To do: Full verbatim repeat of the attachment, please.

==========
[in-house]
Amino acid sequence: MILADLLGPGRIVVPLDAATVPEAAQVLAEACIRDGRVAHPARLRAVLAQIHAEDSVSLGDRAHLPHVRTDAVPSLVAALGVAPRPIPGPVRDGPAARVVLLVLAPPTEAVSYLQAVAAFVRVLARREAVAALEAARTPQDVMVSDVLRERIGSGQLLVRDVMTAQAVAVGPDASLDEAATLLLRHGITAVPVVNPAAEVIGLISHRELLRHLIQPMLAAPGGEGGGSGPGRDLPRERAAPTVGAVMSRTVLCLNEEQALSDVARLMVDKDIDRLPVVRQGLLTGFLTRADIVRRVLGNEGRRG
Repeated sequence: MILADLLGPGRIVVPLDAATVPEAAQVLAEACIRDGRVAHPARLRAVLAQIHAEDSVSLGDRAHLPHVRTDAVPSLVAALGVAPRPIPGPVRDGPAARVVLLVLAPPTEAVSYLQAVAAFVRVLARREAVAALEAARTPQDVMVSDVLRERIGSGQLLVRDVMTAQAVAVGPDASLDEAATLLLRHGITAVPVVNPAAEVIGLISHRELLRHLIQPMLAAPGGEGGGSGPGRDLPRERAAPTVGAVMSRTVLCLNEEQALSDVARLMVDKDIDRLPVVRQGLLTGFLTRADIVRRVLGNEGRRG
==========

[in-house]
Amino acid sequence: MILADLLGPGRIVVPLDAATVPEAAQVLAEACIRDGRVAHPARLRAVLAQIHAEDSVSLGDRAHLPHVRTDAVPSLVAALGVAPRPIPGPVRDGPAARVVLLVLAPPTEAVSYLQAVAAFVRVLARREAVAALEAARTPQDVMVSDVLRERIGSGQLLVRDVMTAQAVAVGPDASLDEAATLLLRHGITAVPVVNPAAEVIGLISHRELLRHLIQPMLAAPGGEGGGSGPGRDLPRERAAPTVGAVMSRTVLCLNEEQALSDVARLMVDKDIDRLPVVRQGLLTGFLTRADIVRRVLGNEGRRG
Repeated sequence: MILADLLGPGRIVVPLDAATVPEAAQVLAEACIRDGRVAHPARLRAVLAQIHAEDSVSLGDRAHLPHVRTDAVPSLVAALGVAPRPIPGPVRDGPAARVVLLVLAPPTEAVSYLQAVAAFVRVLARREAVAALEAARTPQDVMVSDVLRERIGSGQLLVRDVMTAQAVAVGPDASLDEAATLLLRHGITAVPVVNPAAEVIGLISHRELLRHLIQPMLAAPGGEGGGSGPGRDLPRERAAPTVGAVMSRTVLCLNEEQALSDVARLMVDKDIDRLPVVRQGLLTGFLTRADIVRRVLGNEGRRG